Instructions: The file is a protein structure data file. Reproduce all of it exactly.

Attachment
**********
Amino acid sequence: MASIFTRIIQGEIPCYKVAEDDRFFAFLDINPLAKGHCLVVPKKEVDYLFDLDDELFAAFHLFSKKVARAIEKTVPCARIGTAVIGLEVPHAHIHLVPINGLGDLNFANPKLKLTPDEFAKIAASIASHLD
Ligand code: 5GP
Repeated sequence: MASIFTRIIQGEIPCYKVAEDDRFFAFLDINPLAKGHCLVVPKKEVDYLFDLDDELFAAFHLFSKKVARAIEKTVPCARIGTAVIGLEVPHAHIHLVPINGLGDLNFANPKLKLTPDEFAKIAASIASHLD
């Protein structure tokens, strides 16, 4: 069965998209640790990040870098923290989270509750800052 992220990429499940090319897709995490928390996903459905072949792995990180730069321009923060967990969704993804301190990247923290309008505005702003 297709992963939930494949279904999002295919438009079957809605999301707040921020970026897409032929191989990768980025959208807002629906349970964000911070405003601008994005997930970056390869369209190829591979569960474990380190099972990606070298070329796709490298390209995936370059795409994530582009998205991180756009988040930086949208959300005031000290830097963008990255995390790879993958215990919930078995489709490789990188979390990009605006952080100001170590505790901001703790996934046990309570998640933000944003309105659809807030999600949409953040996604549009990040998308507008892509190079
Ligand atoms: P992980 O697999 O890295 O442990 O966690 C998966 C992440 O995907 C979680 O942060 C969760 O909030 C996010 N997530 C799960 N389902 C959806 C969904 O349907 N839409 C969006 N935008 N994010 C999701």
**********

Amino acid sequence: MASIFTRIIQGEIPCYKVAEDDRFFAFLDINPLAKGHCLVVPKKEVDYLFDLDDELFAAFHLFSKKVARAIEKTVPCARIGTAVIGLEVPHAHIHLVPINGLGDLNFANPKLKLTPDEFAKIAASIASHLD
Ligand code: 5GP
Repeated sequence: MASIFTRIIQGEIPCYKVAEDDRFFAFLDINPLAKGHCLVVPKKEVDYLFDLDDELFAAFHLFSKKVARAIEKTVPCARIGTAVIGLEVPHAHIHLVPINGLGDLNFANPKLKLTPDEFAKIAASIASHLD
């Protein structure tokens, strides 16, 4: 069965998209640790990040870098923290989270509750800052 992220990429499940090319897709995490928390996903459905072949792995990180730069321009923060967990969704993804301190990247923290309008505005702003 297709992963939930494949279904999002295919438009079957809605999301707040921020970026897409032929191989990768980025959208807002629906349970964000911070405003601008994005997930970056390869369209190829591979569960474990380190099972990606070298070329796709490298390209995936370059795409994530582009998205991180756009988040930086949208959300005031000290830097963008990255995390790879993958215990919930078995489709490789990188979390990009605006952080100001170590505790901001703790996934046990309570998640933000944003309105659809807030999600949409953040996604549009990040998308507008892509190079
Ligand atoms: P992980 O697999 O890295 O442990 O966690 C998966 C992440 O995907 C979680 O942060 C969760 O909030 C996010 N997530 C799960 N389902 C959806 C969904 O349907 N839409 C969006 N935008 N994010 C999701």